What does it mean...

... to be an untouchable in India? Don’t all Indians look the same? Isn’t untouchability a thing of the past?"

The playful calligraphy, the crafts motifs and the bright illustrations belie the darkness of the subject matter in Navayana's forthcoming The Despair of Touch, a biographical work by B R Ambedkar which the Gond Adivasi artists – Durgabai Vyam, Subhash Vyam and Roshni Vyam – illustrate with a fresh, non-realist interpretation wherein they weave historical incidents with contemporary real-life stories of experiences of untouchability in India.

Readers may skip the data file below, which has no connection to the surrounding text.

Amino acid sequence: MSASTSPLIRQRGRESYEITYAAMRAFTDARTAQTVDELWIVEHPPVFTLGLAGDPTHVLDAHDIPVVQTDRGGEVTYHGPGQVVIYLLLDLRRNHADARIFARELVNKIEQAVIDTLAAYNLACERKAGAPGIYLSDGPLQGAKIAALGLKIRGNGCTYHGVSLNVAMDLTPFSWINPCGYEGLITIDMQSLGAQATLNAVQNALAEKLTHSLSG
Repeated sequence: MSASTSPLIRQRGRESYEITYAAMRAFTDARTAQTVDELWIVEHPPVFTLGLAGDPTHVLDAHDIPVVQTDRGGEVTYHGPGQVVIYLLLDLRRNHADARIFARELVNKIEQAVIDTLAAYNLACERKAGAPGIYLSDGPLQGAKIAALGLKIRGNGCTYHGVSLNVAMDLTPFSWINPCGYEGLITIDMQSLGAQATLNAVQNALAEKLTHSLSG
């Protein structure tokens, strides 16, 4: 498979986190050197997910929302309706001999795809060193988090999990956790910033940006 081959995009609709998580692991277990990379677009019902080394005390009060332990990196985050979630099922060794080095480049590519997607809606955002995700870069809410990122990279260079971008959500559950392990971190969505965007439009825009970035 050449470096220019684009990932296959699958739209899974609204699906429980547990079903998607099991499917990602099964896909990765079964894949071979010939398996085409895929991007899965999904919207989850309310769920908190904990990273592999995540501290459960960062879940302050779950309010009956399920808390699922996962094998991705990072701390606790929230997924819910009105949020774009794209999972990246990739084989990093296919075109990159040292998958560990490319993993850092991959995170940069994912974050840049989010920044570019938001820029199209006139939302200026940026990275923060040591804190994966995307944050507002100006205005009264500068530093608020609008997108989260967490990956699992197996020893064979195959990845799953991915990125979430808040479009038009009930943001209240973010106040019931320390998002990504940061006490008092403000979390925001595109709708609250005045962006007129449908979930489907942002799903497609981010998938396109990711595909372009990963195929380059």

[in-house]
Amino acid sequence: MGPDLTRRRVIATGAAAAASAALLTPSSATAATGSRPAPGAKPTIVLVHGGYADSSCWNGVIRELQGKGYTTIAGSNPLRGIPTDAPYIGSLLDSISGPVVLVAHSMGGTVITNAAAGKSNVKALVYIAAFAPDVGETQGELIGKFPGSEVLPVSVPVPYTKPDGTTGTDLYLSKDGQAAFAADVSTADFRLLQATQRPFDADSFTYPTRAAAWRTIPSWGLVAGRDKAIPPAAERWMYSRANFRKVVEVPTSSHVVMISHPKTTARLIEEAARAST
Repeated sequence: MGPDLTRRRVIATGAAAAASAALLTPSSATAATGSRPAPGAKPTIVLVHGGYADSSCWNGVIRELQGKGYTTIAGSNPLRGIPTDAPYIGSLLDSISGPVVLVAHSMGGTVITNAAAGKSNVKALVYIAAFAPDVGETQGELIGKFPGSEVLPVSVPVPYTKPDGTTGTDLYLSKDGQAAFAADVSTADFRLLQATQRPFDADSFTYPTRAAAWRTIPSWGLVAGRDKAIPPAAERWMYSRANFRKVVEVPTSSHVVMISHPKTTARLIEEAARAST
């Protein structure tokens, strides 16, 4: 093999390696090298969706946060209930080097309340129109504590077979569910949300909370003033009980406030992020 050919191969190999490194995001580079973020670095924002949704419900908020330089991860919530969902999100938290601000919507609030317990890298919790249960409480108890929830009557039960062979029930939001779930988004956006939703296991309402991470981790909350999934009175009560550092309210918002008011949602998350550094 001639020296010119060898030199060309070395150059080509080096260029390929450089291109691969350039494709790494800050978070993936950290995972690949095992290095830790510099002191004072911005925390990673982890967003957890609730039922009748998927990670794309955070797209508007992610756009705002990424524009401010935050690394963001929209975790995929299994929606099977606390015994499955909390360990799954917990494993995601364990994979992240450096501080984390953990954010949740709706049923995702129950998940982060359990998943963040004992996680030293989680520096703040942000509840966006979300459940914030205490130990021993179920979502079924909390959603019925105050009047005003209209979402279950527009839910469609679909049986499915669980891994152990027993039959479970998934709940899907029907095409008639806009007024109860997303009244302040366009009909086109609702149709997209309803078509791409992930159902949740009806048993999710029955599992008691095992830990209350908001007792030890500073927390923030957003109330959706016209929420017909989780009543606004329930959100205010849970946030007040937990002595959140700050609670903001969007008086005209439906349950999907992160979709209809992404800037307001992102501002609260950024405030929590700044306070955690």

"In a little-read work, India’s foremost and radical writer on issues of caste and untouchability, Bhimrao Ramji Ambedkar (1891–1956), recounts his experiences of growing up untouchable and being routinely discriminated against. Born into an ‘untouchable’ mahar family, Bhimrao gets a taste of untouchability very early in his life, in his school. Against all odds, he uses education as a weapon to get over the stigma of caste, but realizes that a doctorate from Columbia University and a degree from London School of Economics would still not get him a room for rent in India in 1917. Experiences similar to Ambedkar’s in early twentieth century continue to haunt a large section of India’s 170 million dalits. They are still denied housing, water and the basic dignities of life."
 

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